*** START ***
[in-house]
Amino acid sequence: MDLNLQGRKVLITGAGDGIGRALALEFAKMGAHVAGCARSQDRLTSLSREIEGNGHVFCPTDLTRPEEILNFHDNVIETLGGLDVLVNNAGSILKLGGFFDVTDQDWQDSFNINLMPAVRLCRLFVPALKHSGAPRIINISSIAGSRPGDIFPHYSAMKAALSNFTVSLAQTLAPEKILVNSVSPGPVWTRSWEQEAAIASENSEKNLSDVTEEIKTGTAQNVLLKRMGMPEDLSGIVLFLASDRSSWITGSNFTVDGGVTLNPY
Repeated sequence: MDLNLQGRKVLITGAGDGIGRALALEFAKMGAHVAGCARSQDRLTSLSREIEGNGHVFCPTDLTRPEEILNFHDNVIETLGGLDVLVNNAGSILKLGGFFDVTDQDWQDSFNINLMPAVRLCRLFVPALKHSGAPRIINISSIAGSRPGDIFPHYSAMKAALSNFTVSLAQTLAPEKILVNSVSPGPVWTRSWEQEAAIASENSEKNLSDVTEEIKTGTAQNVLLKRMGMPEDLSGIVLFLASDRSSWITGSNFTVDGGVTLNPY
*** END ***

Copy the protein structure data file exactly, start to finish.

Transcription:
[in-house]
Amino acid sequence: MDLNLQGRKVLITGAGDGIGRALALEFAKMGAHVAGCARSQDRLTSLSREIEGNGHVFCPTDLTRPEEILNFHDNVIETLGGLDVLVNNAGSILKLGGFFDVTDQDWQDSFNINLMPAVRLCRLFVPALKHSGAPRIINISSIAGSRPGDIFPHYSAMKAALSNFTVSLAQTLAPEKILVNSVSPGPVWTRSWEQEAAIASENSEKNLSDVTEEIKTGTAQNVLLKRMGMPEDLSGIVLFLASDRSSWITGSNFTVDGGVTLNPY
Repeated sequence: MDLNLQGRKVLITGAGDGIGRALALEFAKMGAHVAGCARSQDRLTSLSREIEGNGHVFCPTDLTRPEEILNFHDNVIETLGGLDVLVNNAGSILKLGGFFDVTDQDWQDSFNINLMPAVRLCRLFVPALKHSGAPRIINISSIAGSRPGDIFPHYSAMKAALSNFTVSLAQTLAPEKILVNSVSPGPVWTRSWEQEAAIASENSEKNLSDVTEEIKTGTAQNVLLKRMGMPEDLSGIVLFLASDRSSWITGSNFTVDGGVTLNPY